A Local Authority v A and D: FD 5 Dec 2001

A five week old baby had been brought into hospital with cranial pressure. At first signs of injury were not seen. It was concluded that the child may have been shaken, and the child protection procedures began. No criminal proceedings were to take place, and no interim care order had been necessary. The local authority asserted that the s31 threshold had been reached, to allow intervention. The court had to make a finding as to whether the child had been shaken. An order might be made even though it was not possible to say which of two carers was responsible for any violence. The presence of subdural haematomas in a young child or baby has become a serious indicator of non-accidental injury among clinicians dealing with young children, in the absence of an acceptable explanation for the injury. Subdural haematomas indicate a shaking injury and that the shaking must have been forceful to cause the tearing or shearing injury to the membranes in the space between the dura and the brain. Nevertheless, it was highly desirable for some research to be undertaken specifically in the field of injuries to young babies of three months or under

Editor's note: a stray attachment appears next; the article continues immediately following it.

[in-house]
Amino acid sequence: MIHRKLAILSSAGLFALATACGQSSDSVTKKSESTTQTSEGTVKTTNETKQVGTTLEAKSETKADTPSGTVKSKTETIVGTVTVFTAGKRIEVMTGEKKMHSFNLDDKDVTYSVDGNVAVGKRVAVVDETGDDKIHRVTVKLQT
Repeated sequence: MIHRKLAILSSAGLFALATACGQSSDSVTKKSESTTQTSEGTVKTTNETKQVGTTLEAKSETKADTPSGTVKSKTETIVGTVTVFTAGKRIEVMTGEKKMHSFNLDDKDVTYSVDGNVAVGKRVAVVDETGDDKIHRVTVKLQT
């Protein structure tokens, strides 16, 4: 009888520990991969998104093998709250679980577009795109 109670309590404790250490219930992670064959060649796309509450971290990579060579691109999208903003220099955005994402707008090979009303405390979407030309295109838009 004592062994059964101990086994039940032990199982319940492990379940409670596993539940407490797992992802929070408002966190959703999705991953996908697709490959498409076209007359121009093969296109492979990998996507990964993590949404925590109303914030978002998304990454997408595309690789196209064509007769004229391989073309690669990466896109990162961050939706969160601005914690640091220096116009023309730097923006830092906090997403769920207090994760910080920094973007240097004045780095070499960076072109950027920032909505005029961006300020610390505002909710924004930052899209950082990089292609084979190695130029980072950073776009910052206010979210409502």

The President


Unreported, 5 December 2001


Children Act 1989 31


England and Wales


CitedLancashire County Council and Another v B and Others; Lancashire County Council v A HL 16-Mar-2000
A seven month old child had been injured, but it was not possible to establish whether this had taken place whilst with her parents or with a child minder. The Council brought care proceedings also for the minder’s own child B.
Held: Even . .
Lists of cited by and citing cases may be incomplete.


Updated: 11 June 2022; Ref: scu.169847